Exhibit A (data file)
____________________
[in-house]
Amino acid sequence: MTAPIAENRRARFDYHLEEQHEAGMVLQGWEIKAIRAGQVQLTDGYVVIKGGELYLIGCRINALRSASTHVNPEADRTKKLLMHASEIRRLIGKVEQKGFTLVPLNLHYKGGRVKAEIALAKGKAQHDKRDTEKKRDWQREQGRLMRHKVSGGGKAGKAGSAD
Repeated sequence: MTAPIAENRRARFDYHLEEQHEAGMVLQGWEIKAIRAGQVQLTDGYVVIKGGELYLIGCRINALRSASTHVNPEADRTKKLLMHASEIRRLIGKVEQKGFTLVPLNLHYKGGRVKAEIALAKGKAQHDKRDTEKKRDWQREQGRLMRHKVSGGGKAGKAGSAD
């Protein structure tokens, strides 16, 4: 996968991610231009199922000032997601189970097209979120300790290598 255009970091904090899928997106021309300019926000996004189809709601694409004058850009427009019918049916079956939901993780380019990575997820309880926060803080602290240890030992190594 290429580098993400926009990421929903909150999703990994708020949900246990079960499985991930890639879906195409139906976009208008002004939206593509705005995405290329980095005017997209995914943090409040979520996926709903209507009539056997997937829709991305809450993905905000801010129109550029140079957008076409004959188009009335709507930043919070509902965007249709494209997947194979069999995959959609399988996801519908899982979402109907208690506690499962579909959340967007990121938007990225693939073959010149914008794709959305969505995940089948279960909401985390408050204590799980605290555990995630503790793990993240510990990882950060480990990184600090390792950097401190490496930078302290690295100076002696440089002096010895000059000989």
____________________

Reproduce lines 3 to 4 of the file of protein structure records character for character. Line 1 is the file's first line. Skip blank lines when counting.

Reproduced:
Repeated sequence: MTAPIAENRRARFDYHLEEQHEAGMVLQGWEIKAIRAGQVQLTDGYVVIKGGELYLIGCRINALRSASTHVNPEADRTKKLLMHASEIRRLIGKVEQKGFTLVPLNLHYKGGRVKAEIALAKGKAQHDKRDTEKKRDWQREQGRLMRHKVSGGGKAGKAGSAD
């Protein structure tokens, strides 16, 4: 996968991610231009199922000032997601189970097209979120300790290598 255009970091904090899928997106021309300019926000996004189809709601694409004058850009427009019918049916079956939901993780380019990575997820309880926060803080602290240890030992190594 290429580098993400926009990421929903909150999703990994708020949900246990079960499985991930890639879906195409139906976009208008002004939206593509705005995405290329980095005017997209995914943090409040979520996926709903209507009539056997997937829709991305809450993905905000801010129109550029140079957008076409004959188009009335709507930043919070509902965007249709494209997947194979069999995959959609399988996801519908899982979402109907208690506690499962579909959340967007990121938007990225693939073959010149914008794709959305969505995940089948279960909401985390408050204590799980605290555990995630503790793990993240510990990882950060480990990184600090390792950097401190490496930078302290690295100076002696440089002096010895000059000989």